Where did India go wrong in 1st ODI? Should Mithali Raj bat at no.3? Priya Punia or Jemimah Rodrigues for 2nd ODI?

India’s slow scoring rate has been a point of discussion in the recent past and after the comprehensive eight-wicket loss to England in the first ODI at Bristol on Sunday, fuel was added to the discourse that has been on fire. India crawled to 201-8 in 50 overs, with eight out of 10 batters scoring at a strike rate of under 70. India had a dot ball percentage of close to 60% (181 dot balls) and they played out five maiden overs, a criminal act by all means in the limited-overs format.

 

Mithali Raj in action at 1st ODI vs England. PC: Twitter
Mithali Raj in action at 1st ODI vs England. PC: Twitter

 

After the fall of their attacking opening pair of Shafali Verma and Smriti Mandhana, it was as if Mithali Raj and co. put their foot on the brake and refused to score freely. The aforementioned dot ball statistic clearly shows the lack of intent exhibited by the Indian batters. There was neither frequent strike rotation nor the intent to hit big. India hit only 20 boundaries in 50 overs, while England smashed 26 boundaries and two sixes in 34.5 overs.

 

England Bowlers were outstanding in 1st ODI vs India. PC: Twitter
England Bowlers were outstanding in 1st ODI vs India. PC: Twitter

 

While over the last 22 years, it is a known fact that Mithali Raj is like a glue that holds India’s batting together, the question is, do we need more than one glue in the team? The answer is a definite No. So what are the options that India has in their armory who can score big as well as fast and allow Mithali to play the way she has over the last two decades? The batting positions 5, 6, and 7 are more or less sorted but the hanging question is about the number 3.

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31-year-old Punam Raut currently dons that position but there is no taking away the fact that she faces competition from 20-year-old Jemimah Rodrigues and 24-year-old Priya Punia. Comparing the three, it is clear that Raut is the most experienced in the lot as she has played 17 ODIs batting at number 3, while Rodrigues has played one and Punia none at that number. Rodrigues and Punia have been predominantly opening the batting for India. While Rodrigues is better at strike rotation which is evident from her healthy strike rate, Punia is more consistent as she averages better. Raut on the other hand averages better than both but her strike rate is less than Rodrigues. For analysis’ sake, adding Mithali Raj to the mix, she has the highest average and second-best strike rate among the four.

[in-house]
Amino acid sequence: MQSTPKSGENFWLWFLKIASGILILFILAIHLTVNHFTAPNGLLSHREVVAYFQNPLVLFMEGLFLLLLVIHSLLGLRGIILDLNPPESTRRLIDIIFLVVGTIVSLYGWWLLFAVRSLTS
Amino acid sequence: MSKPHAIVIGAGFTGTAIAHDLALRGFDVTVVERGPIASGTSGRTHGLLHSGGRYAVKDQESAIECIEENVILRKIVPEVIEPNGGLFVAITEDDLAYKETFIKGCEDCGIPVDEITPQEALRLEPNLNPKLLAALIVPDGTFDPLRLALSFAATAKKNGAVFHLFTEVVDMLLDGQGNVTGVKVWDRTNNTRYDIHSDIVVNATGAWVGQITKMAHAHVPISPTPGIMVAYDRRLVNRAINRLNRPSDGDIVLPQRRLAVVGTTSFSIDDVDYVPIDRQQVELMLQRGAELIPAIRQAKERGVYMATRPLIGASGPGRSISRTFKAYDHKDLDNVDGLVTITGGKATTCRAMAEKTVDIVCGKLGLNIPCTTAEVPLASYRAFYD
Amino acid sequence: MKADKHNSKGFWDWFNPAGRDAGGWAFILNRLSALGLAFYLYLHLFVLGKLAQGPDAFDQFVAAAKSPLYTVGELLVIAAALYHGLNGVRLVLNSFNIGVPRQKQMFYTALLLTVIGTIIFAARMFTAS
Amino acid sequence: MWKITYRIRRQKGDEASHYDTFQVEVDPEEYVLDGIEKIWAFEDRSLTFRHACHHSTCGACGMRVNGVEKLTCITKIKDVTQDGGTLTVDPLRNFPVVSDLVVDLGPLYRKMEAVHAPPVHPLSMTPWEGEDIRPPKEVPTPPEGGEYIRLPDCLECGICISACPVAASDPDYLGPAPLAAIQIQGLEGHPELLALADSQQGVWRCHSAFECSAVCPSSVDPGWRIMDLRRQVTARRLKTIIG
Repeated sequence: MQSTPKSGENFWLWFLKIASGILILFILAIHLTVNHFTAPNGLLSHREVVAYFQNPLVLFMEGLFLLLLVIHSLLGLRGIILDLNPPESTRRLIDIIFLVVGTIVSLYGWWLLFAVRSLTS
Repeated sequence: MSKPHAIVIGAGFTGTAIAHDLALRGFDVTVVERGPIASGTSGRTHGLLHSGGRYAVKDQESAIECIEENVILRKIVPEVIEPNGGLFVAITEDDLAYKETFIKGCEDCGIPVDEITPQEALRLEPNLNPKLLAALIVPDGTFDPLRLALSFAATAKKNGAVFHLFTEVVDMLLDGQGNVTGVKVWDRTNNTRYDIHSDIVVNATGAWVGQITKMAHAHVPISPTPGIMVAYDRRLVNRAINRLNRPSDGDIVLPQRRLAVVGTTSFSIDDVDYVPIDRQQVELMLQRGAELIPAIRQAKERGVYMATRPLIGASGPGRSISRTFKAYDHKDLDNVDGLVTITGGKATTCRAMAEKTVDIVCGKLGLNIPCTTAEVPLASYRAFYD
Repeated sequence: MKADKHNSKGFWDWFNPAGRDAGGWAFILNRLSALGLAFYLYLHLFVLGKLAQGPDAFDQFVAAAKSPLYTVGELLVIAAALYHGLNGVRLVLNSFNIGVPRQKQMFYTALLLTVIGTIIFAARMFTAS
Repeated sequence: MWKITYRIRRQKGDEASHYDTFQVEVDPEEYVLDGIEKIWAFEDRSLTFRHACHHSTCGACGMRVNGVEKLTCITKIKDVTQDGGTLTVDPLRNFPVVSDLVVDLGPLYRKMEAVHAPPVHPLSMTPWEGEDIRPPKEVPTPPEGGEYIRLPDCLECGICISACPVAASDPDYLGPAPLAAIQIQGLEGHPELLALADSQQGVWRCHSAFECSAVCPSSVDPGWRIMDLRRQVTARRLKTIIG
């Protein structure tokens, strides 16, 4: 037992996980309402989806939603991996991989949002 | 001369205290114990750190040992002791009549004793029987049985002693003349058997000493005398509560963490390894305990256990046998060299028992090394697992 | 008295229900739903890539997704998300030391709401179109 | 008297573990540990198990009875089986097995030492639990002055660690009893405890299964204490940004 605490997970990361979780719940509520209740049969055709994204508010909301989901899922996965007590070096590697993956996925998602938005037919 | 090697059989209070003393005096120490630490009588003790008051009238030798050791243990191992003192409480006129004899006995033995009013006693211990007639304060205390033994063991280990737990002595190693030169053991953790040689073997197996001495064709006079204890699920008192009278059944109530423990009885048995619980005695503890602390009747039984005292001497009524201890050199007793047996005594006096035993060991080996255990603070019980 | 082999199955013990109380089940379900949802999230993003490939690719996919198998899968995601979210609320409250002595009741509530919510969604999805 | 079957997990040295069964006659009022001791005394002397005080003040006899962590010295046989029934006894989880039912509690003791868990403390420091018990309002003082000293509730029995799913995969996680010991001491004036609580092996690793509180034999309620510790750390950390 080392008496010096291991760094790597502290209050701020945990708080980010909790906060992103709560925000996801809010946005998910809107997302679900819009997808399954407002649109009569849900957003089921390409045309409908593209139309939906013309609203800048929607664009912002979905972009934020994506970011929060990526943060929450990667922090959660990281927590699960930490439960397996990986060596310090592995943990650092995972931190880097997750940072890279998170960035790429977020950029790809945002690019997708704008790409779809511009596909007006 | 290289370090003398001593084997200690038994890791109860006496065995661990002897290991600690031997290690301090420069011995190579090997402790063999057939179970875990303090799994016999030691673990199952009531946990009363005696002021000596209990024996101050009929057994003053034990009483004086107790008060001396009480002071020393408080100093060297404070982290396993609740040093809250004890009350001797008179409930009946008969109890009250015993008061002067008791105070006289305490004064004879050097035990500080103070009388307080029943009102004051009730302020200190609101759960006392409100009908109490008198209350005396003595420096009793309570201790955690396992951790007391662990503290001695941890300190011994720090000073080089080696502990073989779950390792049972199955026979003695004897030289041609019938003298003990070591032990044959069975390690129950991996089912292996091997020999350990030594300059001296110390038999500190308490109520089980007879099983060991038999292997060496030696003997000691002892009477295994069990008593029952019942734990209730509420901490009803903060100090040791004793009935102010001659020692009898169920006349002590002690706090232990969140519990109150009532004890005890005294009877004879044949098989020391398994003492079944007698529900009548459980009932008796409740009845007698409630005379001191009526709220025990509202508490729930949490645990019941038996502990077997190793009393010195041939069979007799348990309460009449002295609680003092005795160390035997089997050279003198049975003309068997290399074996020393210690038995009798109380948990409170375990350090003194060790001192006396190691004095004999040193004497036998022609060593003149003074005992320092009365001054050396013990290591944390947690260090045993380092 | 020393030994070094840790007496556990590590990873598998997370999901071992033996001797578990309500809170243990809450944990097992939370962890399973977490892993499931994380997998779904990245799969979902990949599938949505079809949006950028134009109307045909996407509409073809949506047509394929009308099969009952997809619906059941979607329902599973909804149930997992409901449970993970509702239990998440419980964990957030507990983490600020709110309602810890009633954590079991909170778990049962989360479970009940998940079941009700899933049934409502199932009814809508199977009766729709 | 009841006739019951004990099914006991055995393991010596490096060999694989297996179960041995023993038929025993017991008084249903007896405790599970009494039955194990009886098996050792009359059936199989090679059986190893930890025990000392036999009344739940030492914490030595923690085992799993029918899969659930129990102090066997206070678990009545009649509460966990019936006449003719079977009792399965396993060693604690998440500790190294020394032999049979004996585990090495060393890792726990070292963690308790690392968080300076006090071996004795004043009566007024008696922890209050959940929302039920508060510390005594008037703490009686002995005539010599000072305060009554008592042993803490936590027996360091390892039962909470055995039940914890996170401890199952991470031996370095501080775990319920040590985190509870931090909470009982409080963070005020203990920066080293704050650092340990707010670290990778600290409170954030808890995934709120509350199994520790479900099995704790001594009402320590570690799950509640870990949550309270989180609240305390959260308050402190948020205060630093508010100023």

Punam Raut (batting at #3) Mithali Raj (batting at #3) Priya Punia (as opener) Jemimah Rodrigues (as opener)
ODIs played 17 98 7 18
Runs scored 610 3744 225 381
Balls faced 1003 5616 381 529
Average 40.66 52.73 37.50 22.41
Strike rate 60.81 66.66 59.05 72.02
4s 65 404 26 50
6s 1 7 1

 

Priya Punia has not yet played at #3 position and Jemimah Rodrigues has played just 1 match at #3 position

So, should Mithali come in at number 3 or should India give a chance to a youngster? Can Rodrigues bat at three and keep the momentum going after India loses one of its attacking openers? Can Punia replace Raut at number three? Can Raut show some more intent and establish her place at number three? The think tank needs to sort out the number three issue soon as the ICC World Cup is just nine months away.

Since 2017, India has made it to two out of three ICC finals; 50 over World Cup final in 2017 and T20 World Cup final in 2020, however, both ending in a losing cause. Though reaching two finals since 2017 to some extent is a positive for Indian women’s cricket, there has been one issue that has plagued the Women in Blue and that is their batting. Batting first, India has scored just 207 runs in the ODIs since 2017, which is the fourth-lowest among the top eight cricket-playing nations. Australia sits comfortably at the top with 289 runs, followed by England at 248 runs and West Indies at 209 runs. India, along with New Zealand ranks fourth in the list.

Average score batting first in W-ODI’S since 2017 WC :

🇦🇺 289 runs.
🏴󠁧󠁢󠁥󠁮󠁧󠁿 248 runs.
🌴 209 runs
🇮🇳 207 runs.
🇳🇿 207 runs.
🇿🇦 204 runs.
🇵🇰 192 runs.
🇱🇰 156 runs.

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